Tuesday, February 7, 2012

America's Most Miserable Cities, 2012

image: The Machesney Park Mall, Rockford, Illinois...yesterday and today

The new Forbes list of America's Most Miserable Cities is out. Here is Yahoo Real Estate with the details:
Miami is a playground for the rich and famous. Celebrities flock to parties at South Beach clubs and then return to their $10 million mansions in Miami Beach and Key Biscayne. It’s a leading city in culture, finance and international trade. But away from the glitz and glamor, many ordinary Miamians are struggling.

A crippling housing crisis has cost multitudes of residents their homes and jobs. The metro area has one of the highest violent crime rates in the country and workers face lengthy daily commutes. Add it all up and Miami takes the top spot in our ranking of America’s Most Miserable Cities.

The most famous way to gauge misery is the Misery Index developed by economist Arthur Okun in the 1960s, which combines unemployment and inflation. Our take on misery is based on the things that people complain about on a regular basis.

We looked at 10 factors for the 200 largest metro areas and divisions in the U.S. Some are serious, like violent crime, unemployment rates, foreclosures, taxes (income and property), home prices and political corruption. Other factors we included are less weighty, like commute times, weather and how the area’s pro sports teams did. While sports, commuting and weather can be considered trivial by many, they can be the determining factor in the level of misery for a significant number of people. One tweak to this year’s list: we swapped out sales tax rates for property tax rates. Miami would have finished No. 1 under the old methodology as well.

Miami has local company in misery on our list: the West Palm Beach metropolitan division ranks fourth and Fort Lauderdale is seventh. Both areas have been hit hard by the housing crises.

Michigan’s troubled duo of Detroit and Flint clock in at No. 2 and No. 3 among the most miserable cities. The cities have been reeling for decades due to the decline of the U.S. auto industry and in recent years have been demolishing houses to change their city landscapes. Detroit has closed schools and laid off police, while Michigan appointed an emergency manager last year to take over Flint’s budget and operations. Detroit and Flint rank No. 1 and No. 3 when it comes to violent crime, and unemployment over the past three years in both communities has also been among the worst in the U.S.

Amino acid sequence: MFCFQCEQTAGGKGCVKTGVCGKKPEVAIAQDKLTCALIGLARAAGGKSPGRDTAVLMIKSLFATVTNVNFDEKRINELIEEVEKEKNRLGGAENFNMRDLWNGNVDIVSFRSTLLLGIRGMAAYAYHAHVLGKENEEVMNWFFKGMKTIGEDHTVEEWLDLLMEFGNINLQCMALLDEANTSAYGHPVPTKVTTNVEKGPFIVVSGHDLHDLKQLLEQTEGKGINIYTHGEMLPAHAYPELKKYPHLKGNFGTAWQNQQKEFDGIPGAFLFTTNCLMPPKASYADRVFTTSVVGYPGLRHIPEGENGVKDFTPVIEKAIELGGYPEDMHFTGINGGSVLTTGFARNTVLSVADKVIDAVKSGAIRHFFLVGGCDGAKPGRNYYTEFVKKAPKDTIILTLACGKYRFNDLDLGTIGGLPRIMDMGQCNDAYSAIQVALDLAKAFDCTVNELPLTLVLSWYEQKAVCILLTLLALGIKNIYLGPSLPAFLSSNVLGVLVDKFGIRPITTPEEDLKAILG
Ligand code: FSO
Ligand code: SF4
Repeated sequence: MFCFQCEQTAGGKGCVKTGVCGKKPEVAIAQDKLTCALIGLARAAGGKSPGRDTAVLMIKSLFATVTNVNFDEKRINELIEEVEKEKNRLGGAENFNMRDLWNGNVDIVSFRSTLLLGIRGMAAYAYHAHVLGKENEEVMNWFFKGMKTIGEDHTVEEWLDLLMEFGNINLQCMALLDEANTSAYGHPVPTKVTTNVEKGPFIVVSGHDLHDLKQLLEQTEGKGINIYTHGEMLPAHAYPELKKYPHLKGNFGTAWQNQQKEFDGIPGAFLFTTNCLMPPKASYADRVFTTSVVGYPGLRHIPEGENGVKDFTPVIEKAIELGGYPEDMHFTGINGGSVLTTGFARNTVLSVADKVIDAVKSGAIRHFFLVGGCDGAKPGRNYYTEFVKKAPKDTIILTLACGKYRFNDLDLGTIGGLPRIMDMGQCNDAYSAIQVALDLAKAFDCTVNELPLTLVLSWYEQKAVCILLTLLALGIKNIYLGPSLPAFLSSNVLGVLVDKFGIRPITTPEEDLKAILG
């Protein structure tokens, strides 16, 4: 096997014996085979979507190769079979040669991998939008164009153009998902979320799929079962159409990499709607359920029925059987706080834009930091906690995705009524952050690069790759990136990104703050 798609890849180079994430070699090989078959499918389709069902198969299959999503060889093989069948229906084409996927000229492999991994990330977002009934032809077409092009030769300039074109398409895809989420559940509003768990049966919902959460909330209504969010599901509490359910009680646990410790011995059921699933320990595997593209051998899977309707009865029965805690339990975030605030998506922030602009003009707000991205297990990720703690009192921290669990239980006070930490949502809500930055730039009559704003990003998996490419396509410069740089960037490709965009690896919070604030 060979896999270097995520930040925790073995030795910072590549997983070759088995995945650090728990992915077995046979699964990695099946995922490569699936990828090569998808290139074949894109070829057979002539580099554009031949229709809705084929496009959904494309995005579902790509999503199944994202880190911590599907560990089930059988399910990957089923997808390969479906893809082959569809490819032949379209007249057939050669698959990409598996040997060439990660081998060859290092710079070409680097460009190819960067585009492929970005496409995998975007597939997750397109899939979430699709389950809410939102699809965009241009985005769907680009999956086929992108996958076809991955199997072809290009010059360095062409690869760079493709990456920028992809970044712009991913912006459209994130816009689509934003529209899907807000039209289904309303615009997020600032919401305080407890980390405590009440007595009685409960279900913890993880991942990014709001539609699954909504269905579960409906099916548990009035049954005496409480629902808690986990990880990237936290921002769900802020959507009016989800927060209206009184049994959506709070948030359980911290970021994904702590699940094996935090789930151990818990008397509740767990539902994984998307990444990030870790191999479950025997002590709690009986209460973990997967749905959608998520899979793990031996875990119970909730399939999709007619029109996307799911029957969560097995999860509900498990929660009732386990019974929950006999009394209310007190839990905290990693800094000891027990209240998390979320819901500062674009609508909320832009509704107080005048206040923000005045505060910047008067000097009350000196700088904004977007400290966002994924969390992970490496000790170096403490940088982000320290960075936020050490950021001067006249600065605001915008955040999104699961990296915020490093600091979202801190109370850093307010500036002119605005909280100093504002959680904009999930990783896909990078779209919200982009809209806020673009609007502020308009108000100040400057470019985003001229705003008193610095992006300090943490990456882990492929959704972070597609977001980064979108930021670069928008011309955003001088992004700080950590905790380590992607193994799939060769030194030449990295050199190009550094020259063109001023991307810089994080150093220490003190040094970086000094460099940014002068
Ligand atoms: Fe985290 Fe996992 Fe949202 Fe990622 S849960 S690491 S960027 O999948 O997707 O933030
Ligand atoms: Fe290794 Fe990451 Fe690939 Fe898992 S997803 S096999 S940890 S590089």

Last year’s most miserable city, Stockton, ranks No. 11 this year. Stockton got a boost as housing prices have stabilized to some degree after a 45% drop between 2006 and 2008. They also benefited from our replacement of sales tax rates with property taxes in the methodology (Stockton would have finished No. 6 under the old methodology). Stockton still has plenty of problems, though. It ranks among the country’s six worst when it comes to unemployment, foreclosures and violent crime.

The Top 10 List is below, with details for each one at the link:
10. Warren, Michigan

9. Rockford, Illinois

8. Toledo, Ohio

7. Fort Lauderdale, Florida

6. Chicago, Illinois

5. Sacramento, California

4. West Palm Beach, Florida

3. Flint, Michigan

2. Detroit, Michigan

1. Miami, Florida
Interesting that two cities in which I used to reside, Chicago (6) and Rockford (9) made the list. Perhaps that is why I am such a sunny personality. I chronicled Rockford's descent into hell last May 23rd in my post, "Worst City in America" -- How Rampant Globalization Transformed Rockford, Illinois." I'm sure it must be cold comfort to the citizens of Rockford that eight other cities have passed them up in their misery.

Bonus: "They say misery loves company. We could start a company...and make misery"


  1. These lists vary fairly wildly depending on what the criteria are etc. Vegas almost always makes the lists (top 10) but not in this one it seems.

    1. I take lists like these with a bit of a grain of salt. For instance, if I had to choose, I'd certainly pick Miami to live in over Detroit, Flint or Toledo by a fairly wide margin.